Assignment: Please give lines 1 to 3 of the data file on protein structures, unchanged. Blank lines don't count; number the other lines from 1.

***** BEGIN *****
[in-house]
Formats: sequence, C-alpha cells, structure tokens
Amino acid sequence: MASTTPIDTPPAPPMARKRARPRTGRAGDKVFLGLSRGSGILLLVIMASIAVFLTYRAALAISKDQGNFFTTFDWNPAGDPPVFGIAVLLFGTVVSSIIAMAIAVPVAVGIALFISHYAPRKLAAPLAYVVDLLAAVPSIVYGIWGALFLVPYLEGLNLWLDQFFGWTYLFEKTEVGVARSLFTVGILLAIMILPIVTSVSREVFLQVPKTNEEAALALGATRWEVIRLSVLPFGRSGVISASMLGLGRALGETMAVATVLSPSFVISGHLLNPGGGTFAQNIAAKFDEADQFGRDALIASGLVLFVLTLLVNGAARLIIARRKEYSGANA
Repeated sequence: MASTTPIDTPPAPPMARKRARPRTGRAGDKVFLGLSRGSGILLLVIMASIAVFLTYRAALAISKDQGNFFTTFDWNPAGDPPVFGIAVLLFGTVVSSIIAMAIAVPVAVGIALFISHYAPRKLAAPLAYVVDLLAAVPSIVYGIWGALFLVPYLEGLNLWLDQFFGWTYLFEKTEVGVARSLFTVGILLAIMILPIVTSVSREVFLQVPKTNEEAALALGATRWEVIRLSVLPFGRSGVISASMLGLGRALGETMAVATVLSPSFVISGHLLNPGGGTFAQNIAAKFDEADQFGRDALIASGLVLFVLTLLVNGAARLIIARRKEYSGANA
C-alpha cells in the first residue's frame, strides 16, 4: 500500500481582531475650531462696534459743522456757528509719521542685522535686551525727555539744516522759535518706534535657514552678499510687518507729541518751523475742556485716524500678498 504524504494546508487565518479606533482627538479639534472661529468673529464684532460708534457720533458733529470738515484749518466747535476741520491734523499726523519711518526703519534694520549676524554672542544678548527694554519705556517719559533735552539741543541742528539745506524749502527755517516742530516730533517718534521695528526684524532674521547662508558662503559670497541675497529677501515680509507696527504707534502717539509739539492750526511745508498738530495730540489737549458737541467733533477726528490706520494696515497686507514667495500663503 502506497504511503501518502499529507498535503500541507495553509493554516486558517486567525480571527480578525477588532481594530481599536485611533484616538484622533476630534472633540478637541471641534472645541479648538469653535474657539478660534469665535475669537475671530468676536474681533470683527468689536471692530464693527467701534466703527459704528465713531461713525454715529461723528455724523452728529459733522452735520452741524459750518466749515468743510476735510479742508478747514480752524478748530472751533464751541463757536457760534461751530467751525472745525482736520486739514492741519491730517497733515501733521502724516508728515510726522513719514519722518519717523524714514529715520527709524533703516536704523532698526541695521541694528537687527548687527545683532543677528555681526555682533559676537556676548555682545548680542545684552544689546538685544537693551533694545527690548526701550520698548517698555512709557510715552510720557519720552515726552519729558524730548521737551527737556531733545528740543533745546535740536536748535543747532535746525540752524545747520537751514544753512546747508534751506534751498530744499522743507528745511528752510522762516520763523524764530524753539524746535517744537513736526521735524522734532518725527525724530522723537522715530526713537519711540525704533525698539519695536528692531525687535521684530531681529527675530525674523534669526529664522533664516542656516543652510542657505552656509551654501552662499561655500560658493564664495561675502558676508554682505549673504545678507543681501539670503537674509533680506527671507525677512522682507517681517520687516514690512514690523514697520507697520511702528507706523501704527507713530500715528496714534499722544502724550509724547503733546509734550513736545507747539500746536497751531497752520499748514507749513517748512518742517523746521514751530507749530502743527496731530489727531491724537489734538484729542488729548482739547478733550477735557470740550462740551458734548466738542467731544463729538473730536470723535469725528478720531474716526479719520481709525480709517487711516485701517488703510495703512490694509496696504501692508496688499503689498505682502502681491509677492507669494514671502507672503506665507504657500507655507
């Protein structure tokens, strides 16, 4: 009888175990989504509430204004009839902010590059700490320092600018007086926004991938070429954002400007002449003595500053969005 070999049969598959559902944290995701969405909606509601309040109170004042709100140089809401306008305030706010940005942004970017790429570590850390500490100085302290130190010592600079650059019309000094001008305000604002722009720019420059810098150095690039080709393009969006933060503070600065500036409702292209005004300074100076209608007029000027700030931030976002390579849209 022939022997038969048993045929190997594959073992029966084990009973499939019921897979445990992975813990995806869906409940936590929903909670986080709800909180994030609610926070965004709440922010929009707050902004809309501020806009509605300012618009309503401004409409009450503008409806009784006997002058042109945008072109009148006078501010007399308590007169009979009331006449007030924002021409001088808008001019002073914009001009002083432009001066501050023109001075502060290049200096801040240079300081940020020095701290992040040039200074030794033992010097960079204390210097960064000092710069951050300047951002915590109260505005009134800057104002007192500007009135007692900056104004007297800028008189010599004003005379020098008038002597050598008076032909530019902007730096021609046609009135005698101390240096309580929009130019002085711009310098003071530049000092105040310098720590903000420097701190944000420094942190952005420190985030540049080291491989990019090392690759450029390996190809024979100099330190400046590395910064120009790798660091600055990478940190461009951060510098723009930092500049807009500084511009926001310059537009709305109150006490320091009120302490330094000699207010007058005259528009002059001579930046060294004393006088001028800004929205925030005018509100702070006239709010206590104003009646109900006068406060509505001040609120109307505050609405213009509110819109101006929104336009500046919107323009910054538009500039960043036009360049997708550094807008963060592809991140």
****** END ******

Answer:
[in-house]
Formats: sequence, C-alpha cells, structure tokens
Amino acid sequence: MASTTPIDTPPAPPMARKRARPRTGRAGDKVFLGLSRGSGILLLVIMASIAVFLTYRAALAISKDQGNFFTTFDWNPAGDPPVFGIAVLLFGTVVSSIIAMAIAVPVAVGIALFISHYAPRKLAAPLAYVVDLLAAVPSIVYGIWGALFLVPYLEGLNLWLDQFFGWTYLFEKTEVGVARSLFTVGILLAIMILPIVTSVSREVFLQVPKTNEEAALALGATRWEVIRLSVLPFGRSGVISASMLGLGRALGETMAVATVLSPSFVISGHLLNPGGGTFAQNIAAKFDEADQFGRDALIASGLVLFVLTLLVNGAARLIIARRKEYSGANA